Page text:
What happens when grand jury can’t meet

Virus makes it unsafe to gather

YOUNGSTOWN — Amid announcements this week by judges at the county and municipal levels about curtailed hours and eliminated jury trials have been remarks about protecting the constitutional rights of local citizens.

The changes in the judicial system are spurred by the ever-widening COVID-19 crisis, which has produced confirmed cases in the Mahoning Valley.

The Mahoning County Common Pleas Court judges announced on Monday they “will have the lawful authority, within constitutional limits, to do and direct to be done all things necessary to ensure the orderly and efficient administration of justice for the duration of the declared public health emergency.”

As things such as calling out the Ohio National Guard happen, some citizens become uneasy when they hear that a state of emergency has been declared and the normal rules followed by judges in criminal cases are being suspended.

One such scenario might be the grand jury process, by which a panel of citizens sits together to hear testimony from police officers and others to decide whether to issue a criminal indictment charging a fellow citizen with a crime.

The Mahoning County grand jury did not meet last week because of the COVID-19 pandemic because officials decided that having 10 grand jurors, an assistant county prosecutor, a court reporter and a witness sitting in a room together for hours might be too dangerous during the current COVID 19 era.

Mike Yacovone, the assistant county prosecutor assigned to the grand jury, said canceling the grand jury last week was “no big deal,” but there are indications the situation might repeat itself next week and beyond.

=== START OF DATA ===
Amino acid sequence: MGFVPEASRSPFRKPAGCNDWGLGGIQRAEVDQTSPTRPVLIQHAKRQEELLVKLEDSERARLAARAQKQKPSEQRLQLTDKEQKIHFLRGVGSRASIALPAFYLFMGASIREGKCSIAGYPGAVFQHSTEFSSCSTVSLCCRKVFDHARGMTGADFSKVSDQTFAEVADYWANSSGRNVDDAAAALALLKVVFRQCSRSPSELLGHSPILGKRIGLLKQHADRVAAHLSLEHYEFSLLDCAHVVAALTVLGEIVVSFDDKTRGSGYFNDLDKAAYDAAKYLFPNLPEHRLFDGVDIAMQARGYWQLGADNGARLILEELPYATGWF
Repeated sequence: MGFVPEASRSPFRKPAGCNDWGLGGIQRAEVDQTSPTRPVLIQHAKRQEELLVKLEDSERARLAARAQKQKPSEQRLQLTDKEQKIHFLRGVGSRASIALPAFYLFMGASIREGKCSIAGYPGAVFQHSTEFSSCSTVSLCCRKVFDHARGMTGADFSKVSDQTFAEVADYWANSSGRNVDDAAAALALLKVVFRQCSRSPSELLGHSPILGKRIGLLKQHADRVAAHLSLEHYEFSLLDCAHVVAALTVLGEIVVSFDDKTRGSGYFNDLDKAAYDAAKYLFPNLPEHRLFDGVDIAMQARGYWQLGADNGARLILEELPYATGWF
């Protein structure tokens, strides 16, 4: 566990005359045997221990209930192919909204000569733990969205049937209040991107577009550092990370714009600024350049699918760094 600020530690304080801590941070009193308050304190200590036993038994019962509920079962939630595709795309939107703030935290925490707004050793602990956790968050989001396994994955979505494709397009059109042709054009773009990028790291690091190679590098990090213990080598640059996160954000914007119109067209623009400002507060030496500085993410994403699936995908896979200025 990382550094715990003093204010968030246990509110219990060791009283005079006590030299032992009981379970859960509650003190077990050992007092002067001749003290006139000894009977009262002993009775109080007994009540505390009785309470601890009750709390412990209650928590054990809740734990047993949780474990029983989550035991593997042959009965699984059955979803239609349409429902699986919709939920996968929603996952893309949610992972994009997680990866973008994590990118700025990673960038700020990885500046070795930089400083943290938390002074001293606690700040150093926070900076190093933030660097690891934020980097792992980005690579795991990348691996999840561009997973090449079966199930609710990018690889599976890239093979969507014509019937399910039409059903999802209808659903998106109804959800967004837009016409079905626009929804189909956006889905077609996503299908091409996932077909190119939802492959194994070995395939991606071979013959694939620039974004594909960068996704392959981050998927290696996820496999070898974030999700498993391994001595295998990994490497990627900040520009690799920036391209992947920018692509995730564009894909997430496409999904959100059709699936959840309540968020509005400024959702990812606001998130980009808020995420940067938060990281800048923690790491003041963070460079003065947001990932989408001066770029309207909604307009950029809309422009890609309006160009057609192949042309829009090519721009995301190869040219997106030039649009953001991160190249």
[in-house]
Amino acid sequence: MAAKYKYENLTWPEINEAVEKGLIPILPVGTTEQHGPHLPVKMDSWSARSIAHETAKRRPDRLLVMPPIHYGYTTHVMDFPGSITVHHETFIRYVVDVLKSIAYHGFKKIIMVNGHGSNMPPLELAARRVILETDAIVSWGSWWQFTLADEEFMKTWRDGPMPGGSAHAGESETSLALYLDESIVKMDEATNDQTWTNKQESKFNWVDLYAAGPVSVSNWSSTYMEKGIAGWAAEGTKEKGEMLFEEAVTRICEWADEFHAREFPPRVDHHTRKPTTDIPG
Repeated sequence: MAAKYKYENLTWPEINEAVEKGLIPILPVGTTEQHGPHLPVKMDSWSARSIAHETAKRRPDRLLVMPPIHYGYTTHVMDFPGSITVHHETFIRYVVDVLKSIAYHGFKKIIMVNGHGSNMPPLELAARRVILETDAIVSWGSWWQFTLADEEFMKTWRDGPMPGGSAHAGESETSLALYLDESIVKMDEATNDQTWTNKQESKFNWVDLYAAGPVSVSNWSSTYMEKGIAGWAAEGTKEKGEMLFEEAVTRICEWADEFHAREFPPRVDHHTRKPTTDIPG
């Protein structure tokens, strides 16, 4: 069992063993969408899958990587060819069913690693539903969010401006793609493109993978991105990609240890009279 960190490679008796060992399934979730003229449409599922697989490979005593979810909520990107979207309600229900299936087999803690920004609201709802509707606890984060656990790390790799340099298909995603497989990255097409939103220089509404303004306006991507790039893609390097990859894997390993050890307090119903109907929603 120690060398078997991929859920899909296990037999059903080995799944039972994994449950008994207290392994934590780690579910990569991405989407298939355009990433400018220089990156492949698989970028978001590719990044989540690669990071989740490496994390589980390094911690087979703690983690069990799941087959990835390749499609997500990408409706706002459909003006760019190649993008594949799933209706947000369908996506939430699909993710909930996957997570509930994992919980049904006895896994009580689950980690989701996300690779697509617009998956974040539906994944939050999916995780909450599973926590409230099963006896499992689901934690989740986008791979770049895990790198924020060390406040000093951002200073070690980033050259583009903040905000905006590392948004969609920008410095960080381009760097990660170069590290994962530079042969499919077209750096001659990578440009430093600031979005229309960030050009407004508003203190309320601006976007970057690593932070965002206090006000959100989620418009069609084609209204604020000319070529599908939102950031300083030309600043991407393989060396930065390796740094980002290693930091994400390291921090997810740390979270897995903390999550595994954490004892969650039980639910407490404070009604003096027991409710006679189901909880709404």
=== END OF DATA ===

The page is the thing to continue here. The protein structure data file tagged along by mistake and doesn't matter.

“Would I like the system to chug along as normal? Yes, but it’s not safe,” he said of the danger to the grand jurors and others. The common pleas judges on Monday said criminal and civil trials are suspended through March 27 “and may be suspended for a greater period of time.” Most experts predict the COVID-19 crisis will continue for at least another month.

What sorts of problems does that create for the administration of justice? What about for a defendant charged with aggravated murder? Could such a person be released from the Mahoning County Adult Justice Center — the jail — because the grand jury is not meeting?

Defense attorney Lynn Maro said the Ohio Constitution requires that “no one can be charged with a felony offense except through presentment to a grand jury. The Constitution doesn’t have time frames in there,” she said.

In other words, the filing of a felony charge can wait until a grand jury is available.

However, in a case where a defendant has been charged, arraigned and his case is turned over to a grand jury to consider, there is a deadline of 60 days.

Mahoning County issues a list of indictments every week, but in Trumbull County, for example, it’s every other week. Some counties space them out even further.

Yacovone said the 60-day deadline can be extended “for good reason,” and he thinks the COVID-19 virus would qualify as a good reason. Yacovone said he will be filing a motion with Judge Anthony D’Apolito, the current grand jury judge, to request clarification on how the grand jury process will proceed in the coming weeks.

Maro said if the grand jury does not convene in the coming weeks, she might have reason to seek release of some clients from the county jail.

“If I’ve got a client sitting in that position with a case bound over, I would be right now calling the prosecutor and asking if we can get this guy out” of jail on a minimal bond, she said of the majority of people in local county jails.

“The vast majority of the people in our county jails are low-level drug possession or drug users,” she said.

But Maro agrees that someone being held on a serious felony offense such as murder would not be able to get out of jail on a low bond. “The bond is going to be huge” on a homicide case, she said.

On lower level felony cases, Maro believes there should be consideration to letting prisoners leave the jail during this health crisis.

“I’ve got to tell you from a humanitarian perspective … the jails are a cesspool for germs spreading, so you are putting them at an increased risk for putting them in there,” she said.

Unless someone is a violent offender, they should not be stuck in the jail while their mother or spouse dies of the COVID-virus, she said.

“This is an extreme situation. If we can get people out and back with their families, that’s where they should be in this situation, I think,” she said.



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